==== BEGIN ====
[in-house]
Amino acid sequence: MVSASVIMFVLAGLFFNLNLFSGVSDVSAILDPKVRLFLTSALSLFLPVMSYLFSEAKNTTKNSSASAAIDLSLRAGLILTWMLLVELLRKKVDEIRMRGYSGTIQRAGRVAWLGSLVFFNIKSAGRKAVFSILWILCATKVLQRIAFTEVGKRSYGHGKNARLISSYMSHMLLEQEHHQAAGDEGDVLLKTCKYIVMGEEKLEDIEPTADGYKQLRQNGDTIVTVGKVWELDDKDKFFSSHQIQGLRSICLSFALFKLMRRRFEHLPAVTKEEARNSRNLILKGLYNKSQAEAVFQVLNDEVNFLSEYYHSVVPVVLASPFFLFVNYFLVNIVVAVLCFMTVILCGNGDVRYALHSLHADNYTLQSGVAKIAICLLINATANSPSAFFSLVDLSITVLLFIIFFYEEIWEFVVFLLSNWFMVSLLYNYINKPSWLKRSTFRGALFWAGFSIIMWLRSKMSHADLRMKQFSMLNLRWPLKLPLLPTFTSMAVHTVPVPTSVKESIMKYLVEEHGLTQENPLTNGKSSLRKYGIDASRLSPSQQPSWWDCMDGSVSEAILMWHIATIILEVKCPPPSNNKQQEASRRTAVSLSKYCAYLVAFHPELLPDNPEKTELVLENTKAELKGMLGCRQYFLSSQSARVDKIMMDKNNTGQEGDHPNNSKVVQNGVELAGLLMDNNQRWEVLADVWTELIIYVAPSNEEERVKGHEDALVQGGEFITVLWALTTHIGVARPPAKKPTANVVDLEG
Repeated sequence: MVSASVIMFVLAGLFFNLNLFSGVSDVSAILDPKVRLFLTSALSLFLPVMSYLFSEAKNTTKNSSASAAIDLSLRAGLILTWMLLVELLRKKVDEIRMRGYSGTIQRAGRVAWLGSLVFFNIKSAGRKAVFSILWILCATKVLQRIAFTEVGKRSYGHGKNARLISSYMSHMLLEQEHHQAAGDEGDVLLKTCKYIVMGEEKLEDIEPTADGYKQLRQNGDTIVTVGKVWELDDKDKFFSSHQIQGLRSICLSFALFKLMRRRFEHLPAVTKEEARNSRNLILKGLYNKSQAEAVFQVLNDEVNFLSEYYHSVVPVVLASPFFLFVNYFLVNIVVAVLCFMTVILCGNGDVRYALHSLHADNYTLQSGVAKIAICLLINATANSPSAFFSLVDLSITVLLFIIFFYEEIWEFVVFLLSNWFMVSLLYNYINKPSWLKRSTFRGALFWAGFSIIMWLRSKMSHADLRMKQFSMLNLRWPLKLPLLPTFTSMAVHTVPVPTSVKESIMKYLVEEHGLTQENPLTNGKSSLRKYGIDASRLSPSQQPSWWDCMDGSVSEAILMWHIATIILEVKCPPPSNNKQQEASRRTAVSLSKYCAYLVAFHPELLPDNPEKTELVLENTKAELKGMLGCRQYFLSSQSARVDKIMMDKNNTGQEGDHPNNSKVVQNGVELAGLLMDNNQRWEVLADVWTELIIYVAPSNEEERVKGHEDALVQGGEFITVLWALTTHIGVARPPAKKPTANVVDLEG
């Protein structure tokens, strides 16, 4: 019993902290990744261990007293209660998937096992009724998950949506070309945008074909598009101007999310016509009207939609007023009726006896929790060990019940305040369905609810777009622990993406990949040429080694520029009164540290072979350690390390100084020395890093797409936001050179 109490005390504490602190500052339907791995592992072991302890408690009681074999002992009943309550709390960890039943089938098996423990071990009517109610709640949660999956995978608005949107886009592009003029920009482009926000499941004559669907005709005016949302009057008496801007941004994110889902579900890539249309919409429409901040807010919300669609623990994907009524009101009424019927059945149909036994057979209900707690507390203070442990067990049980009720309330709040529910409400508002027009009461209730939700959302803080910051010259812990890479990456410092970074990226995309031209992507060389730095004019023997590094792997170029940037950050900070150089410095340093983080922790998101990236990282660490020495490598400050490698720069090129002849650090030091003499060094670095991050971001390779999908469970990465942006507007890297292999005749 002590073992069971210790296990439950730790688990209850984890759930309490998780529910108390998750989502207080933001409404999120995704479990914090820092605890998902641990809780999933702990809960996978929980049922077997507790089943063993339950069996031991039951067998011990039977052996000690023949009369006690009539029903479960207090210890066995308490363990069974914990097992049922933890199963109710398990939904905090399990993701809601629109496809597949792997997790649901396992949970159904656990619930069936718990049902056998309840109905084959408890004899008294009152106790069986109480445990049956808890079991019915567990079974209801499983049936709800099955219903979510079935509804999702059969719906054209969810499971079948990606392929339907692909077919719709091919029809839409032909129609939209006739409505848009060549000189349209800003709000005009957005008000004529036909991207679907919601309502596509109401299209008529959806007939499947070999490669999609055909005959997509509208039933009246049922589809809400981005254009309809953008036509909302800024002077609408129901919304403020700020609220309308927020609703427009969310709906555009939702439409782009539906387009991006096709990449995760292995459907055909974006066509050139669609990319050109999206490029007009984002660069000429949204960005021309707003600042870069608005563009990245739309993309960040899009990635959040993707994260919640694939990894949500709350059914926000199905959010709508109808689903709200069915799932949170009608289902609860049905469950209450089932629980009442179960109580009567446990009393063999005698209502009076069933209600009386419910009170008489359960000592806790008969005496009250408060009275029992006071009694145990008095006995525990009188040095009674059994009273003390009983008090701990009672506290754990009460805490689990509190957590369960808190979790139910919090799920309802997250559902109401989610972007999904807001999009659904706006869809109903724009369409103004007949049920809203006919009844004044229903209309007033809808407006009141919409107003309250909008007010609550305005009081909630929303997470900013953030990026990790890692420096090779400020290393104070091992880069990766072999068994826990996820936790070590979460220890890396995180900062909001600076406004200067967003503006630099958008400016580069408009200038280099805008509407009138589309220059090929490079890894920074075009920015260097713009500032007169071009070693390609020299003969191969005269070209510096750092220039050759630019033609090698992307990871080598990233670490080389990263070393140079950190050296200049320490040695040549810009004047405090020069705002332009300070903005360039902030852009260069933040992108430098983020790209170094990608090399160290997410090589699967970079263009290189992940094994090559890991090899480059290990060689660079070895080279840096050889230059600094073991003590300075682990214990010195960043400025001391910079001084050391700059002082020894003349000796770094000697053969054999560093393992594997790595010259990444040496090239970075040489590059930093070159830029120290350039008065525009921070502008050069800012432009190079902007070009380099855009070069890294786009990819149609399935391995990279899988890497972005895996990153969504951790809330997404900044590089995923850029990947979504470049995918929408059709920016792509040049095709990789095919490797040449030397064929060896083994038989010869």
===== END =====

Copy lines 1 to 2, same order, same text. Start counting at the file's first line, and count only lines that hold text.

[in-house]
Amino acid sequence: MVSASVIMFVLAGLFFNLNLFSGVSDVSAILDPKVRLFLTSALSLFLPVMSYLFSEAKNTTKNSSASAAIDLSLRAGLILTWMLLVELLRKKVDEIRMRGYSGTIQRAGRVAWLGSLVFFNIKSAGRKAVFSILWILCATKVLQRIAFTEVGKRSYGHGKNARLISSYMSHMLLEQEHHQAAGDEGDVLLKTCKYIVMGEEKLEDIEPTADGYKQLRQNGDTIVTVGKVWELDDKDKFFSSHQIQGLRSICLSFALFKLMRRRFEHLPAVTKEEARNSRNLILKGLYNKSQAEAVFQVLNDEVNFLSEYYHSVVPVVLASPFFLFVNYFLVNIVVAVLCFMTVILCGNGDVRYALHSLHADNYTLQSGVAKIAICLLINATANSPSAFFSLVDLSITVLLFIIFFYEEIWEFVVFLLSNWFMVSLLYNYINKPSWLKRSTFRGALFWAGFSIIMWLRSKMSHADLRMKQFSMLNLRWPLKLPLLPTFTSMAVHTVPVPTSVKESIMKYLVEEHGLTQENPLTNGKSSLRKYGIDASRLSPSQQPSWWDCMDGSVSEAILMWHIATIILEVKCPPPSNNKQQEASRRTAVSLSKYCAYLVAFHPELLPDNPEKTELVLENTKAELKGMLGCRQYFLSSQSARVDKIMMDKNNTGQEGDHPNNSKVVQNGVELAGLLMDNNQRWEVLADVWTELIIYVAPSNEEERVKGHEDALVQGGEFITVLWALTTHIGVARPPAKKPTANVVDLEG